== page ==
“I think as we go throughout the year and he gets to drive our race cars, he’ll have some new thoughts that he’ll bring,” Dillon said of Busch. “I think we’re already bringing some new thoughts to him, too.”

3. New role for Kevin Harvick

Kevin Harvick, entering his final Cup season, has joined the Drivers Advisory Council, a move Joey Logano said is important for the group.

“Kevin is necessary to the sport, even post-driving career,” Logano told NBC Sports. “He’s necessary for our sport’s success. Kevin sees it and does something about it. 

“He’s always been vocal, right? He’s always been very brash, and like, boom in your face. That’s what people love about Kevin Harvick. Something I like about him as well is that you know where you stand. You know where the weaknesses are. 

“He’s going to push until something happens. That’s great. There’s nothing wrong with that. Having him on the Advisory Council now for the drivers, his experience, but also his willingness to push, is important.”

Jeff Burton again will lead the group as Director of the Council. The Board of Directors is: Harvick, Logano, Kyle Petty, Austin Dillon, Daniel Suarez, Corey LaJoie, Kurt Busch and Tom Buis.

Logano, Petty, Dillon, Suarez, LaJoie and Busch all return. Buis, a board member of Growth Energy after having previously been the company’s CEO, joins the drivers group and provides a business background.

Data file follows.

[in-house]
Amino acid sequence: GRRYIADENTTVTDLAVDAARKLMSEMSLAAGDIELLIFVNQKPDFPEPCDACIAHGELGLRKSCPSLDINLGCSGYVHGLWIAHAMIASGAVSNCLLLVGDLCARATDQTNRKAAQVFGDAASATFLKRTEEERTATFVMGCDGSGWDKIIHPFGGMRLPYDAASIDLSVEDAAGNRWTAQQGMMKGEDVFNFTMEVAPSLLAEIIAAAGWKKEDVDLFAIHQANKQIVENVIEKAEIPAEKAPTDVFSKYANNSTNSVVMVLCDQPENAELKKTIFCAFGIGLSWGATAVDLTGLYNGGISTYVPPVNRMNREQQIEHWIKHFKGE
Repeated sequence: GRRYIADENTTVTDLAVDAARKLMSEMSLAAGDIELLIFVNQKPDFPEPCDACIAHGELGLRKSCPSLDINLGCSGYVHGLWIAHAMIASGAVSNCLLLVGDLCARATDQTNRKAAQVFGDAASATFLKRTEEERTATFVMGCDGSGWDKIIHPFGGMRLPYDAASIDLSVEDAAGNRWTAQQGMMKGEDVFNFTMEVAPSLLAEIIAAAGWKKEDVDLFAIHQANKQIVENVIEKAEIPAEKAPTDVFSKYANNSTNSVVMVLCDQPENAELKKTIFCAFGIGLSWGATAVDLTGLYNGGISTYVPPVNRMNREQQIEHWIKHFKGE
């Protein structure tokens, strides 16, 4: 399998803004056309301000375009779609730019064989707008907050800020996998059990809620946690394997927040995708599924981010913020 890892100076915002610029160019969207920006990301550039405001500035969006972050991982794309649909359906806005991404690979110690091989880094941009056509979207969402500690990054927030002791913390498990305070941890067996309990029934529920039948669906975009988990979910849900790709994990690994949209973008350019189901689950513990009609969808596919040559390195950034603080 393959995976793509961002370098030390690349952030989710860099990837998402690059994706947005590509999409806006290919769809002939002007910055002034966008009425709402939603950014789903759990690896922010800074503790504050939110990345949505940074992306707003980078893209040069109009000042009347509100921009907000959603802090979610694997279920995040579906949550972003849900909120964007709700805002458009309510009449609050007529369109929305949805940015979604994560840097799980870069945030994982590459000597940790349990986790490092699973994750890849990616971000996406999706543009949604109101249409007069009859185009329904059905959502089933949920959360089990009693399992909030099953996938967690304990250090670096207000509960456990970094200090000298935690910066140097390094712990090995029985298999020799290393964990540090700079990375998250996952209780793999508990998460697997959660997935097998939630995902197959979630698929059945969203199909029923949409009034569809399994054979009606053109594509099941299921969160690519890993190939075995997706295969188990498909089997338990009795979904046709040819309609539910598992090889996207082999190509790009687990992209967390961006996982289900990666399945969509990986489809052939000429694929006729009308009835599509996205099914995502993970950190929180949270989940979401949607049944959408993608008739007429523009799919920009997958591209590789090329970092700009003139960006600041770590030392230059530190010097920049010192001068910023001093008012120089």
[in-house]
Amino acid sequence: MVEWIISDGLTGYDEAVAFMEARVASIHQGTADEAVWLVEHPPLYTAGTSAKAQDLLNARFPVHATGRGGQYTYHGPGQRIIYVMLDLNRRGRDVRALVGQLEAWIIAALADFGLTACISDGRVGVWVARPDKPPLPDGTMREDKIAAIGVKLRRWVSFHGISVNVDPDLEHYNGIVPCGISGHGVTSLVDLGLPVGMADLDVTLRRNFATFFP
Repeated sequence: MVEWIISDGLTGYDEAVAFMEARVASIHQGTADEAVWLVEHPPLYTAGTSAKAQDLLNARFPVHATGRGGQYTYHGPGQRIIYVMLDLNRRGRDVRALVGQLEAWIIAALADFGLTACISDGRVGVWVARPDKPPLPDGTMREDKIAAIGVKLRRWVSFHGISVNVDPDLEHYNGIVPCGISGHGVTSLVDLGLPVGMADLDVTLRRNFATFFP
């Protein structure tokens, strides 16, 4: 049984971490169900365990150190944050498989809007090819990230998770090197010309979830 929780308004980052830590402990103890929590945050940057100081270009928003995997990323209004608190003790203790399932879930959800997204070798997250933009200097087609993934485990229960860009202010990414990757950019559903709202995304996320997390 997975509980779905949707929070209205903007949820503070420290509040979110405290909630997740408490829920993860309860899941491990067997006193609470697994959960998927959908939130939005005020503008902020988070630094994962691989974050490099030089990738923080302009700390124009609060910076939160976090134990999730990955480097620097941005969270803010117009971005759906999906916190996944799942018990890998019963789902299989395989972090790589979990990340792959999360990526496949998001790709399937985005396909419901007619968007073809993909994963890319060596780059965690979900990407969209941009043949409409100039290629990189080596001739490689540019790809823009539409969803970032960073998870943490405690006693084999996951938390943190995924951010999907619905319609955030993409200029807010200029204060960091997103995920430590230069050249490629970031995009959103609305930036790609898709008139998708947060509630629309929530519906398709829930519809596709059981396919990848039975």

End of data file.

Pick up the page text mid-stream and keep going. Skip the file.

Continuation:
4. Finding one’s voice

Chase Briscoe’s contract extension with Stewart-Haas Racing means he could be the longest tenured driver there in the near future.

The 28-year Briscoe enters his third Cup season at SHR, but the landscape is changing. This will be Kevin Harvick’s final season in Cup. Ryan Preece is in his first season driving in Cup for the team. Aric Almirola was supposed to have retired last year but came back. How long he remains is to be determined.

Those changes could soon leave Briscoe as the team’s senior driver.

“It’s a role that is crazy, truthfully, to think about because that could be me in the next year or two, being I wouldn’t say that flagship guy, but being a leader as far as the drivers go in an organization,” Briscoe said.

“Truthfully, I feel like that’s something I want to be. I’ve always enjoyed that kind of leader, team building type of stuff. So, yeah, if that role is kind of placed on me naturally, then that’s one that I would love to have and try to do it to the best of my ability. I feel like that’s a role that you don’t choose, it kind of chooses you.”

Briscoe, who won the spring Phoenix race and made the playoffs last year, said that he’s becoming more comfortable speaking up in team meetings. 

“I look back, especially on my rookie year, we’d go into our competition meeting on Tuesday and, truthfully, I wouldn’t really talk much,” he said. “I would say kind of what we thought for the weekend, but outside of that I would just kind of sit there and listen.  

“This past year, I definitely talked a lot more, and I’d bring up ideas and kind of say things I wanted to get off my chest, where in the past I wouldn’t have done that. I feel like as I’ve gotten more confident in myself and my position, I’ve gotten to the point where I speak my mind a little bit more and, I guess, be a little bit more of a leader.”

5. Busch Clash field

NASCAR released the preliminary entry list for the Feb. 5 Busch Clash. No surprise, the entry list features only the 36 charter teams. Those teams are required to be entered.

With 27 cars in the feature — which is expanded by four cars from last year’s race — there’s no guarantee a non-charter car could make the field. That’s a lot of money to go across country and face the chance of missing the main event.